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P2V-7F Neptune (Navy)

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Code: AM242-AR
 
Length: 16"
Wingspan: 17 1/2"
Scale: 1/70
Includes desk stand.
The Lockheed P-2 Neptune (P2V until September 1962) was a Maritime patrol and ASW aircraft. It was developed for the United States Navy by Lockheed to replace the PV-1 Ventura and PV-2 Harpoon, and being replaced in turn with the P-3 Orion. Designed as a land-based aircraft, the Neptune never made a carrier landing, although a small number of aircraft were converted for carrier use and successfully launched. The type was successful in export, seeing service with several armed forces.
Development began early in World War II, but in comparison to other aircraft in development at the time it was considered a low priority. So it was not until 1944 that the program went into full swing. A major factor in the design was ease of manufacture and maintenance, and this can be said to have been a major factor in the type's long life and worldwide success. The first aircraft flew in 1945. Production began in 1946, and the aircraft was accepted into service in 1947.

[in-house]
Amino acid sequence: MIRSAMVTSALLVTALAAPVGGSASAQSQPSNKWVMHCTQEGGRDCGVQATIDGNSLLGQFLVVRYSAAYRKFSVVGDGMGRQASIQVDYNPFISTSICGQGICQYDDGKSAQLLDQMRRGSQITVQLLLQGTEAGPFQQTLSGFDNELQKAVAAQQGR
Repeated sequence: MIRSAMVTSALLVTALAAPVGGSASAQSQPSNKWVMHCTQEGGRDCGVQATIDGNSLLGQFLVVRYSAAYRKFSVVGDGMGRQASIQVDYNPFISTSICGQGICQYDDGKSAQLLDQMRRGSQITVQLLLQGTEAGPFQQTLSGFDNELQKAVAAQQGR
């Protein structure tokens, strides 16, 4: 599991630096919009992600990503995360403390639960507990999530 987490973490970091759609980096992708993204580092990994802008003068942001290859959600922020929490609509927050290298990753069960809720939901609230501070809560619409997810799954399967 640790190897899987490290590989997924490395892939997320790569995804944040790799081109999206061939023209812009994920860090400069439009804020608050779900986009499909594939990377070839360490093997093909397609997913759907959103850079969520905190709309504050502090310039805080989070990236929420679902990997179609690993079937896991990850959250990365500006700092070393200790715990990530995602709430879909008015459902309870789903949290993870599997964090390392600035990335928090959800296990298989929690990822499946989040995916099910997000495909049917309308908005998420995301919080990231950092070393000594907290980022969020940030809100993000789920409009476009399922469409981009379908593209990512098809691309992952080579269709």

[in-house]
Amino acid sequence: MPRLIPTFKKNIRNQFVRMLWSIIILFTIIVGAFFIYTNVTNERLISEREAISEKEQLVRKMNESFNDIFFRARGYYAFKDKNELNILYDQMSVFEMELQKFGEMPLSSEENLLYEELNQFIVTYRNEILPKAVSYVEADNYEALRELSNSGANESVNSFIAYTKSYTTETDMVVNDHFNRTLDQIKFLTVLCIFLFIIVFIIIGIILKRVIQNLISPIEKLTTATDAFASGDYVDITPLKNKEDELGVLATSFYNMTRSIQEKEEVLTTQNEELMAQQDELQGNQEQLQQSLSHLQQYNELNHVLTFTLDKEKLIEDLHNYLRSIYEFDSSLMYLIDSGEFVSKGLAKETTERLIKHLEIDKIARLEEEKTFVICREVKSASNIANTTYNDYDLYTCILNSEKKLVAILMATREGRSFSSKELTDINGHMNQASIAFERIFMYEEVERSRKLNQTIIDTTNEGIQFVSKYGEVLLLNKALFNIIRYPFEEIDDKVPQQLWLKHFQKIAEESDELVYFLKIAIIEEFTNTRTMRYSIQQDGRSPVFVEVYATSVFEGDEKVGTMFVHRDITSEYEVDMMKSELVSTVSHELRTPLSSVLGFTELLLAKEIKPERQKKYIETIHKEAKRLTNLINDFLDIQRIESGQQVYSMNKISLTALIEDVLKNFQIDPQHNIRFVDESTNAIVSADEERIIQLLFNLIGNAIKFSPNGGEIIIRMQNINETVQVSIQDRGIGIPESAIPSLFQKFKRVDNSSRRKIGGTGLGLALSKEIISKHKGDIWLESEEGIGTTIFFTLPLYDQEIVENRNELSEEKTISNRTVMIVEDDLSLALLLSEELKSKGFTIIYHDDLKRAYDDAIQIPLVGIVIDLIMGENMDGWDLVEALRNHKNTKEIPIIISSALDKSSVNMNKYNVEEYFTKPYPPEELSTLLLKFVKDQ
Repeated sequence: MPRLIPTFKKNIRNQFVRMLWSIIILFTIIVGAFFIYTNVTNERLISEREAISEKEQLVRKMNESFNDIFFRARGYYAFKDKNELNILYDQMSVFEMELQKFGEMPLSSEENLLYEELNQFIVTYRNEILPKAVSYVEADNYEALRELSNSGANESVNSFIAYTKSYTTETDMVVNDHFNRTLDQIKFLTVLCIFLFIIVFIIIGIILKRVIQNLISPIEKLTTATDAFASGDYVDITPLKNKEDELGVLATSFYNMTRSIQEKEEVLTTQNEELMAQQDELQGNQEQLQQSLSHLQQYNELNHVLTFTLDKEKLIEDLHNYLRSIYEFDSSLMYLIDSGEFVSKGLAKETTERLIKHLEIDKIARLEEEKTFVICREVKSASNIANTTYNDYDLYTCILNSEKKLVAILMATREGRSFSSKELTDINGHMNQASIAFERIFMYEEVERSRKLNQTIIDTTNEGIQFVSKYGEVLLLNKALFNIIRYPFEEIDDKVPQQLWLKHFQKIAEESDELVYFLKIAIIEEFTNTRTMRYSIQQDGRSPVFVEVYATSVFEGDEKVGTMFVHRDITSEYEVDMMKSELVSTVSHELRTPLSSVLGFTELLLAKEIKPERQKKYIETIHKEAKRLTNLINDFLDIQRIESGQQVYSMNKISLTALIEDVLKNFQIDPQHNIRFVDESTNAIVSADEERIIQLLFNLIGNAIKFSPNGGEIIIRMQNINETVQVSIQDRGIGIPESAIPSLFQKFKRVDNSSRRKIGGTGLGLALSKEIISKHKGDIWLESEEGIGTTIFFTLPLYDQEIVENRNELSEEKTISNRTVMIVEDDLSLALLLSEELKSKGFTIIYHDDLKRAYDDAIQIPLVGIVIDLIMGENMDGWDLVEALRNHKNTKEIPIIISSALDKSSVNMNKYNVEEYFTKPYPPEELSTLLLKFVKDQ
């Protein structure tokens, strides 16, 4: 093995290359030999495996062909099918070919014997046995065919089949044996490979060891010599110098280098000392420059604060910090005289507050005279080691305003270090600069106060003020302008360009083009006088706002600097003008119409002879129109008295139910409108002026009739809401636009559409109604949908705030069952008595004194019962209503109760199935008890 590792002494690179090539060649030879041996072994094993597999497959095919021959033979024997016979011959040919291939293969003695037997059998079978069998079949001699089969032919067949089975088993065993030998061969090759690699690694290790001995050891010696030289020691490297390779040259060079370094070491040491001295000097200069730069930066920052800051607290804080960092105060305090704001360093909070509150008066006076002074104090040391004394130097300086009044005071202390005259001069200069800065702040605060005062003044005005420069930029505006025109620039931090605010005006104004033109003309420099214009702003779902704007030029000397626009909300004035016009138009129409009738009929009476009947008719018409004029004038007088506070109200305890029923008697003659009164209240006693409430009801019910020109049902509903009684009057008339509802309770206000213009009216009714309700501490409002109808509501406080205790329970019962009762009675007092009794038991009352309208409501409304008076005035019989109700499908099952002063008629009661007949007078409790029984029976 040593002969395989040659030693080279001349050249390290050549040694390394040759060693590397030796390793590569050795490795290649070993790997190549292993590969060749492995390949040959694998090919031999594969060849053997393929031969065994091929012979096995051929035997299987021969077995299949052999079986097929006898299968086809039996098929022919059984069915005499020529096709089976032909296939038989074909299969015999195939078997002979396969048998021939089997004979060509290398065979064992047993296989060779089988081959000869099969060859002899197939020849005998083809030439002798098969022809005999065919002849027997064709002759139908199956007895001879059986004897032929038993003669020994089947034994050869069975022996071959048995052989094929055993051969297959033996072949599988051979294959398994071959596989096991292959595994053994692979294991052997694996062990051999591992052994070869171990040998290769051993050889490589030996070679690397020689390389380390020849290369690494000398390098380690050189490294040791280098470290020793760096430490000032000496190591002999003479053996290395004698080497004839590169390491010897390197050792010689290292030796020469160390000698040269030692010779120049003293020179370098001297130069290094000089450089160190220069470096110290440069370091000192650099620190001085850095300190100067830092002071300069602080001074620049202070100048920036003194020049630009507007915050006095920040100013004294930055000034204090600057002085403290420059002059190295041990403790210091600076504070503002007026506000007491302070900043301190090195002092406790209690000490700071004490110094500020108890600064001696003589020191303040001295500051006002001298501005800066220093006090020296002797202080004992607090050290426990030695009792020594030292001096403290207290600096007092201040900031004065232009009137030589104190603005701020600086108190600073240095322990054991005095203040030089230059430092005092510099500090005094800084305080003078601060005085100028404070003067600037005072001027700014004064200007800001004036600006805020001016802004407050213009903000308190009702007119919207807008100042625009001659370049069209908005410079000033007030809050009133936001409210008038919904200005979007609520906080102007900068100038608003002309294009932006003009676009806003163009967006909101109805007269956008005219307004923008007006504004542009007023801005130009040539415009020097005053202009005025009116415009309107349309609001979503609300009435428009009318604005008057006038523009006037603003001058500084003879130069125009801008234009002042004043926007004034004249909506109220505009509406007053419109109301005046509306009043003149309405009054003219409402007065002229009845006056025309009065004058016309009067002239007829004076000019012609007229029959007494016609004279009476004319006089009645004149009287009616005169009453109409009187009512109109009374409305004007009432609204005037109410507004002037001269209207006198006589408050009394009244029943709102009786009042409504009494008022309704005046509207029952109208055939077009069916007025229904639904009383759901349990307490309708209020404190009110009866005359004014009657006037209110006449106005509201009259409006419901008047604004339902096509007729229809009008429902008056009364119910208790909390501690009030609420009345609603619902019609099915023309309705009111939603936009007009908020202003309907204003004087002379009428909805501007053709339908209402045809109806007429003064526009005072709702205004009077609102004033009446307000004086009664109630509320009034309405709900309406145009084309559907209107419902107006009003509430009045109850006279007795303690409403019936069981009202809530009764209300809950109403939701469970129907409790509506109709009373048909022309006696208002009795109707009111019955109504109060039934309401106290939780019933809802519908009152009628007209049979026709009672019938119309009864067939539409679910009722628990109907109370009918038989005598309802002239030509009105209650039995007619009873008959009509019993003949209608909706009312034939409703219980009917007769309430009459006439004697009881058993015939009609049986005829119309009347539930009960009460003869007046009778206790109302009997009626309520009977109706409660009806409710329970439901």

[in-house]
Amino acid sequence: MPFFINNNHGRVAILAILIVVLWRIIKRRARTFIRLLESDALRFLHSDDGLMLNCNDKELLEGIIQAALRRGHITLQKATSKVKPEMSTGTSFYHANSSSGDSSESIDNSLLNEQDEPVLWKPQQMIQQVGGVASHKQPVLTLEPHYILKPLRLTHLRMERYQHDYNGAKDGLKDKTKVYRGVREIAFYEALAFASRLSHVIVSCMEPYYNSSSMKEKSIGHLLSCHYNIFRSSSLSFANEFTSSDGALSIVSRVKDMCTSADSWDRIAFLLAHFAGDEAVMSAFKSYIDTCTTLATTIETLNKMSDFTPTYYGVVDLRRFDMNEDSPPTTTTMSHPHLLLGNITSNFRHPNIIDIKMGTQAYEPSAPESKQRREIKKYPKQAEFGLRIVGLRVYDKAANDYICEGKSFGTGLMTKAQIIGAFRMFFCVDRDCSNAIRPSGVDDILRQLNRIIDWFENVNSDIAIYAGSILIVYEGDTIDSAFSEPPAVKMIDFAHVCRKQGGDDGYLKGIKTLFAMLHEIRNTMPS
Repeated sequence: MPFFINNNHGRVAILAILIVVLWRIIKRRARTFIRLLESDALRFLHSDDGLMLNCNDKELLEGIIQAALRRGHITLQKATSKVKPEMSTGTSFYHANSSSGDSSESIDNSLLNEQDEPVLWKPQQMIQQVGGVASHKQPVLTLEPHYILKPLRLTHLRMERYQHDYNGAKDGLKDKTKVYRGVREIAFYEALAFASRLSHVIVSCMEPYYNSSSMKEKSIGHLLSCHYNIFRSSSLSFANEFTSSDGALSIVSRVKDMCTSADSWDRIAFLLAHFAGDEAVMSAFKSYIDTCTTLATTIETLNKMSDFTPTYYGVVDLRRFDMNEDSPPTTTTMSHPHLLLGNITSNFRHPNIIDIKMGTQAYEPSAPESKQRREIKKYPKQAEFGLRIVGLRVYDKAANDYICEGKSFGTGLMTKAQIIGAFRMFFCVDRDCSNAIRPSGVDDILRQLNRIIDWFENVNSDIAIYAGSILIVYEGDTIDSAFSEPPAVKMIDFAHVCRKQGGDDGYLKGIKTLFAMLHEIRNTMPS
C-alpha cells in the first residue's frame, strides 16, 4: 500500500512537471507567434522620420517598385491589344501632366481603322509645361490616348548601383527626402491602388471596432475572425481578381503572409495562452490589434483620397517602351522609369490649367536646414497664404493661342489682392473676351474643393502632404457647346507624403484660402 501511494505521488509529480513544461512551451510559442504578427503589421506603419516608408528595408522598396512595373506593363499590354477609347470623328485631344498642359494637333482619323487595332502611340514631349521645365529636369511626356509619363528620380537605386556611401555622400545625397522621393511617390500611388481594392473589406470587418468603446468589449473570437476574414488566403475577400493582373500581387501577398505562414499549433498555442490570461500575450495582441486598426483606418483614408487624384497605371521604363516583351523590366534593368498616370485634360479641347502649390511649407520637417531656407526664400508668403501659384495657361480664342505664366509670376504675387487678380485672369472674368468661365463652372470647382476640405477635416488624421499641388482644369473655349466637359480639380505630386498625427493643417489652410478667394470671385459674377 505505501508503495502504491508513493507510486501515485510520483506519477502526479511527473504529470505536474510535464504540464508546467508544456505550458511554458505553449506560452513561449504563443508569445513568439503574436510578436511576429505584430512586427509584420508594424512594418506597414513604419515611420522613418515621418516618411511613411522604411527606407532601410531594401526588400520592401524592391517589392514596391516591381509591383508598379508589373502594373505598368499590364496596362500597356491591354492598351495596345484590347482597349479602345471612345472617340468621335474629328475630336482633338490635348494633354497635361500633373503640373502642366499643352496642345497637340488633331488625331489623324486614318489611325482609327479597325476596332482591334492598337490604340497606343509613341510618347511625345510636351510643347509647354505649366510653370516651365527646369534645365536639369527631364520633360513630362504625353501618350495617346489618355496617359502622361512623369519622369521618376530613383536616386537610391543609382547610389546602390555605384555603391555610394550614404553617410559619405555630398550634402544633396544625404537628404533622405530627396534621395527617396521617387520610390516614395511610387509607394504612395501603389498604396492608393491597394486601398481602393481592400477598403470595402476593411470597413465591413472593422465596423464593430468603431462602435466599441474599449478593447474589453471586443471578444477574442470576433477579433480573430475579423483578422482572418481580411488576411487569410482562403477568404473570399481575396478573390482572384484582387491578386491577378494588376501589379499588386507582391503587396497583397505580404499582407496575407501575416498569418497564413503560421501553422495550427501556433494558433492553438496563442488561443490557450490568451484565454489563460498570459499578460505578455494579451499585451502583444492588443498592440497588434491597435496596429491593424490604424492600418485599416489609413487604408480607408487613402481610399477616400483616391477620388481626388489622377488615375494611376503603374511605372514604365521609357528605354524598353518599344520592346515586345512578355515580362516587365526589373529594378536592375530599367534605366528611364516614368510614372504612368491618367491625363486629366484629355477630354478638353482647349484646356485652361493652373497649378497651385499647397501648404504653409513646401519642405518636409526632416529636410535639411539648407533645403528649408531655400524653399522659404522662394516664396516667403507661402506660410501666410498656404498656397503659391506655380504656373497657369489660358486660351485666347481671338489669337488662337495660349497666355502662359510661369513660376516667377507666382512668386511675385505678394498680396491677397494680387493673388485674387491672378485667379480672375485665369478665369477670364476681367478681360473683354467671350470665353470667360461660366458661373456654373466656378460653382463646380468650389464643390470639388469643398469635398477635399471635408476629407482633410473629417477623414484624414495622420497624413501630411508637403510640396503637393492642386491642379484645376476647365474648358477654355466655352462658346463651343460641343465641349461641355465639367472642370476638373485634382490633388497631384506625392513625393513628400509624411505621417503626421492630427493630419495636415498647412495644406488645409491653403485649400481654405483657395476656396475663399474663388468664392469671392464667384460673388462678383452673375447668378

It was one of the first aircraft to be fitted in operational service with both piston and jet engines. The Convair B-36, several Boeing C-97 Stratofreighter, C-123 Provider, and Avro Shackleton aircraft also achieved that distinction; it leads naturally to an unusual sound during overflight.
P2V-7 (P-2H) Last Neptune variant produced by Lockheed, upgraded powerplant, jet pods standard, improved wingtip tanks, APS-20 search radar, bulged cockpit canopy, early fitted with nose and tail turrets, but replaced with observation nose and MAD tail, dorsal turret also fitted early and replaced with observation bubble, 311 built.


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